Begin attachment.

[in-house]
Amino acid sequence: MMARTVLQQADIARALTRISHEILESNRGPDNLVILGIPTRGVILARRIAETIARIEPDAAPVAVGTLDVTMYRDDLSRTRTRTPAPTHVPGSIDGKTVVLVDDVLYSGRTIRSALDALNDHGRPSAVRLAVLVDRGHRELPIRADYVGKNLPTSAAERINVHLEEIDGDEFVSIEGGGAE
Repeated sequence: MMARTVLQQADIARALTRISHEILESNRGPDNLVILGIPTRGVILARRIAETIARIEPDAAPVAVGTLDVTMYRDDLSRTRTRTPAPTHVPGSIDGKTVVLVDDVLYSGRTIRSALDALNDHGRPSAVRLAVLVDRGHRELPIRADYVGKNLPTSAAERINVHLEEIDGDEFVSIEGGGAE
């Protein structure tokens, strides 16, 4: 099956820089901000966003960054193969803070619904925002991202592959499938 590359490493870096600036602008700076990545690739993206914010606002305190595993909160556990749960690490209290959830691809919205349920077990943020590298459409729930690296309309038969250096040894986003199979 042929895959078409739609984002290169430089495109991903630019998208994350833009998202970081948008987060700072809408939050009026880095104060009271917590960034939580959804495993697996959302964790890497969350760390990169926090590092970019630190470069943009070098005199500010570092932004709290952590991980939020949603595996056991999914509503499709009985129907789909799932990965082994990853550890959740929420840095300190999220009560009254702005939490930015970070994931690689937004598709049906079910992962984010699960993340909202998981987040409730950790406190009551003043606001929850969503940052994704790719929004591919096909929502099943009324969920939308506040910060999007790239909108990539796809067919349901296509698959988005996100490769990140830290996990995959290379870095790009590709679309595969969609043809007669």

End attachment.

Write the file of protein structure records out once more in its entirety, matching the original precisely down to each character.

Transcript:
[in-house]
Amino acid sequence: MMARTVLQQADIARALTRISHEILESNRGPDNLVILGIPTRGVILARRIAETIARIEPDAAPVAVGTLDVTMYRDDLSRTRTRTPAPTHVPGSIDGKTVVLVDDVLYSGRTIRSALDALNDHGRPSAVRLAVLVDRGHRELPIRADYVGKNLPTSAAERINVHLEEIDGDEFVSIEGGGAE
Repeated sequence: MMARTVLQQADIARALTRISHEILESNRGPDNLVILGIPTRGVILARRIAETIARIEPDAAPVAVGTLDVTMYRDDLSRTRTRTPAPTHVPGSIDGKTVVLVDDVLYSGRTIRSALDALNDHGRPSAVRLAVLVDRGHRELPIRADYVGKNLPTSAAERINVHLEEIDGDEFVSIEGGGAE
């Protein structure tokens, strides 16, 4: 099956820089901000966003960054193969803070619904925002991202592959499938 590359490493870096600036602008700076990545690739993206914010606002305190595993909160556990749960690490209290959830691809919205349920077990943020590298459409729930690296309309038969250096040894986003199979 042929895959078409739609984002290169430089495109991903630019998208994350833009998202970081948008987060700072809408939050009026880095104060009271917590960034939580959804495993697996959302964790890497969350760390990169926090590092970019630190470069943009070098005199500010570092932004709290952590991980939020949603595996056991999914509503499709009985129907789909799932990965082994990853550890959740929420840095300190999220009560009254702005939490930015970070994931690689937004598709049906079910992962984010699960993340909202998981987040409730950790406190009551003043606001929850969503940052994704790719929004591919096909929502099943009324969920939308506040910060999007790239909108990539796809067919349901296509698959988005996100490769990140830290996990995959290379870095790009590709679309595969969609043809007669």